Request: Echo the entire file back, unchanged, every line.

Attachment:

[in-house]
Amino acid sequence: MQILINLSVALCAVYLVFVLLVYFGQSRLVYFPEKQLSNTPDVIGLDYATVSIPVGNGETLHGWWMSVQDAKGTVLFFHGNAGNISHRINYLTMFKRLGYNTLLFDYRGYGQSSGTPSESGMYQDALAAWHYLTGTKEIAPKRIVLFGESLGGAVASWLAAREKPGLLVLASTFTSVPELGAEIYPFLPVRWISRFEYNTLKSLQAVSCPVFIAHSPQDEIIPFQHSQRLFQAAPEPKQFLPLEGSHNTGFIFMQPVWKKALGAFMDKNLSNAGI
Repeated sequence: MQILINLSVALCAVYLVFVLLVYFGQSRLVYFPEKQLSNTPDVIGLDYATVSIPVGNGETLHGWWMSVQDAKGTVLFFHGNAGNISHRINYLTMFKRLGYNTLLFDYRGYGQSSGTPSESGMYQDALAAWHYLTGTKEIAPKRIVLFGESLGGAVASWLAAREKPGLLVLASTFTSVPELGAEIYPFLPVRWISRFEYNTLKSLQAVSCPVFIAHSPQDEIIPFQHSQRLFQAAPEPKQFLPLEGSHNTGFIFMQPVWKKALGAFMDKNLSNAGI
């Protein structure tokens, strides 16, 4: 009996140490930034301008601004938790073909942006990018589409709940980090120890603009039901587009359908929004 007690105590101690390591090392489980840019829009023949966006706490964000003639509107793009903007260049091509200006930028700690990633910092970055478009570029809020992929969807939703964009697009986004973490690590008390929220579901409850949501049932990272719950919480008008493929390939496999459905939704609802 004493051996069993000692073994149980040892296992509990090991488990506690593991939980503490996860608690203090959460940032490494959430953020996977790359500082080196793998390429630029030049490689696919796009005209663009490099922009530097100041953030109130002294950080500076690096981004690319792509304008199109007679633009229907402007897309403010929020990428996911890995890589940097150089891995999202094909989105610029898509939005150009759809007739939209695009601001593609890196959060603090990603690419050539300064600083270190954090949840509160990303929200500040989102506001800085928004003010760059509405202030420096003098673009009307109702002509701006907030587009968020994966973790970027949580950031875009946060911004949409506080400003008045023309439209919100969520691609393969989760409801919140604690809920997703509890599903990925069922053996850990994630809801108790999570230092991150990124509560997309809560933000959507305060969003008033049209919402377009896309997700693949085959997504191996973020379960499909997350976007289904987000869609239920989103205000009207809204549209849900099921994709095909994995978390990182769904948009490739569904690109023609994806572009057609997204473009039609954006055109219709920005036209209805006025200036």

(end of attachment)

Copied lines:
[in-house]
Amino acid sequence: MQILINLSVALCAVYLVFVLLVYFGQSRLVYFPEKQLSNTPDVIGLDYATVSIPVGNGETLHGWWMSVQDAKGTVLFFHGNAGNISHRINYLTMFKRLGYNTLLFDYRGYGQSSGTPSESGMYQDALAAWHYLTGTKEIAPKRIVLFGESLGGAVASWLAAREKPGLLVLASTFTSVPELGAEIYPFLPVRWISRFEYNTLKSLQAVSCPVFIAHSPQDEIIPFQHSQRLFQAAPEPKQFLPLEGSHNTGFIFMQPVWKKALGAFMDKNLSNAGI
Repeated sequence: MQILINLSVALCAVYLVFVLLVYFGQSRLVYFPEKQLSNTPDVIGLDYATVSIPVGNGETLHGWWMSVQDAKGTVLFFHGNAGNISHRINYLTMFKRLGYNTLLFDYRGYGQSSGTPSESGMYQDALAAWHYLTGTKEIAPKRIVLFGESLGGAVASWLAAREKPGLLVLASTFTSVPELGAEIYPFLPVRWISRFEYNTLKSLQAVSCPVFIAHSPQDEIIPFQHSQRLFQAAPEPKQFLPLEGSHNTGFIFMQPVWKKALGAFMDKNLSNAGI
């Protein structure tokens, strides 16, 4: 009996140490930034301008601004938790073909942006990018589409709940980090120890603009039901587009359908929004 007690105590101690390591090392489980840019829009023949966006706490964000003639509107793009903007260049091509200006930028700690990633910092970055478009570029809020992929969807939703964009697009986004973490690590008390929220579901409850949501049932990272719950919480008008493929390939496999459905939704609802 004493051996069993000692073994149980040892296992509990090991488990506690593991939980503490996860608690203090959460940032490494959430953020996977790359500082080196793998390429630029030049490689696919796009005209663009490099922009530097100041953030109130002294950080500076690096981004690319792509304008199109007679633009229907402007897309403010929020990428996911890995890589940097150089891995999202094909989105610029898509939005150009759809007739939209695009601001593609890196959060603090990603690419050539300064600083270190954090949840509160990303929200500040989102506001800085928004003010760059509405202030420096003098673009009307109702002509701006907030587009968020994966973790970027949580950031875009946060911004949409506080400003008045023309439209919100969520691609393969989760409801919140604690809920997703509890599903990925069922053996850990994630809801108790999570230092991150990124509560997309809560933000959507305060969003008033049209919402377009896309997700693949085959997504191996973020379960499909997350976007289904987000869609239920989103205000009207809204549209849900099921994709095909994995978390990182769904948009490739569904690109023609994806572009057609997204473009039609954006055109219709920005036209209805006025200036």